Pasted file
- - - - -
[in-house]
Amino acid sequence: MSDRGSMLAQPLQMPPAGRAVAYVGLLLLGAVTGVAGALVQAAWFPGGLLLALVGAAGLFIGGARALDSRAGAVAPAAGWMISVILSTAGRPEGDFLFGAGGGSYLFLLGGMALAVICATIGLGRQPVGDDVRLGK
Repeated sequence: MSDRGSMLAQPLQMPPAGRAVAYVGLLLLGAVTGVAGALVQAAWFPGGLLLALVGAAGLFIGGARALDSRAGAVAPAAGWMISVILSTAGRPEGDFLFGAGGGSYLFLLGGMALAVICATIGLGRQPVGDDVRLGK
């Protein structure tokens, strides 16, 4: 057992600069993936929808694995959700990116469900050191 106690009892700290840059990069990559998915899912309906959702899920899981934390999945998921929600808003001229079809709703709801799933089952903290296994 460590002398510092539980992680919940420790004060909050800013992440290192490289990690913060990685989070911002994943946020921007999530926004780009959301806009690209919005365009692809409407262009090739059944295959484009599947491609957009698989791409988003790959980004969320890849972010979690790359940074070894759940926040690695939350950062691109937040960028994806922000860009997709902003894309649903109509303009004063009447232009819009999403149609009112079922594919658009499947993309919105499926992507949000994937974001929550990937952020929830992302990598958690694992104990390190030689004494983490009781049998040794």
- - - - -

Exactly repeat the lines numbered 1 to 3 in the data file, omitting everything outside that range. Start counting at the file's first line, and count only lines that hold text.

[in-house]
Amino acid sequence: MSDRGSMLAQPLQMPPAGRAVAYVGLLLLGAVTGVAGALVQAAWFPGGLLLALVGAAGLFIGGARALDSRAGAVAPAAGWMISVILSTAGRPEGDFLFGAGGGSYLFLLGGMALAVICATIGLGRQPVGDDVRLGK
Repeated sequence: MSDRGSMLAQPLQMPPAGRAVAYVGLLLLGAVTGVAGALVQAAWFPGGLLLALVGAAGLFIGGARALDSRAGAVAPAAGWMISVILSTAGRPEGDFLFGAGGGSYLFLLGGMALAVICATIGLGRQPVGDDVRLGK